Sony considers offering reward to catch hackers

Sony to offer reward to catch hackers?

Sony desperate to put embarrassing episode behind them and get back to business

As Sony’s crisis management machine continues to search for answers, sources familiar with the matter say the Tokyo based tech-giant is mulling offering a reward to anyone with information which could help unveil the hackers responsible for the unprecedented PlayStation Network security breach, which could have affected 100 million users.

With the PlayStation Network (PSN) still offline after the cyber-attacks, the option of a sizeable bounty shows how seriously the company are taking the matter, and how desperate they are to catch the miscreants before any more damage is done to their reputation.

If Sony presses ahead, it will reportedly do so with the full backing of the FBI and other law enforcement agencies around the world, who could find the data breach within their jurisdiction.

In an address to the US Congress about the matter, Sony said it was still in the dark about the identities of the hackers that infiltrated the PSN, and stole the personal and financial data of its users.

There are suggestions that Sony feels the security breach has the fingerprints of the infamous hackers Anonymous all over it, saying that they found files labelled “Anonymous” and “We are legion” (an Anonymous slogan), on their servers. Unsurprisingly, no one at the group has admitted culpability for the hack, however, they’ve fallen short of a flat denial.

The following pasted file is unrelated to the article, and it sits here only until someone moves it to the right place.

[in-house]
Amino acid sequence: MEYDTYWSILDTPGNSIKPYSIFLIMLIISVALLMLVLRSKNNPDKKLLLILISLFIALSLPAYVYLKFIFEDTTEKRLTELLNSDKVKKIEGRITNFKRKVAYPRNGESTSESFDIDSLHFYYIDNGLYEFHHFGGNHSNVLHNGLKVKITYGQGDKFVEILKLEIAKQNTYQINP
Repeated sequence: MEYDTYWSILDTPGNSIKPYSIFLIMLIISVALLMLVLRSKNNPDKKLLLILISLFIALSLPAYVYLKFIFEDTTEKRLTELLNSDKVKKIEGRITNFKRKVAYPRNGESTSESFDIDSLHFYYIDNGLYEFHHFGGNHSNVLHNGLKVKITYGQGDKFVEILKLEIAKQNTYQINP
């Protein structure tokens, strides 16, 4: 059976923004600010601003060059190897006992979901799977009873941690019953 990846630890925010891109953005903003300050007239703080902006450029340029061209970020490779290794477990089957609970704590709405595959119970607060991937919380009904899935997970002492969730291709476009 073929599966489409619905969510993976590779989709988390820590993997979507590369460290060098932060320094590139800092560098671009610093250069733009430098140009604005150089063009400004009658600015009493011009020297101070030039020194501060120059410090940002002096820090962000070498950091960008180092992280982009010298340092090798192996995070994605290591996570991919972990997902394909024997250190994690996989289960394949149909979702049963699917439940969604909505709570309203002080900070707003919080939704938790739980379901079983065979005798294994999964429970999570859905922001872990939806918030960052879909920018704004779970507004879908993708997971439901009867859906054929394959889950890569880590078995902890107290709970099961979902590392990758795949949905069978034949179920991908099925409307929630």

With Sony’s share price sliding, consumer trust dipping and government agencies pressing for answers, it would surprise no one if Sony Chief Executive Sir Howard Stringer and the companies board gave the go-ahead in order to get people spilling the beans. With the hacking community just as susceptible to the lure of serious lucre, as anyone else, don’t be surprised if the identities of the PSN hackers are exposed sooner than later.

How much money will Sony have to cough up to get answers from the hacking community? Get involved in the conservation on our Twitter and Facebook pages.

Via All Things Digital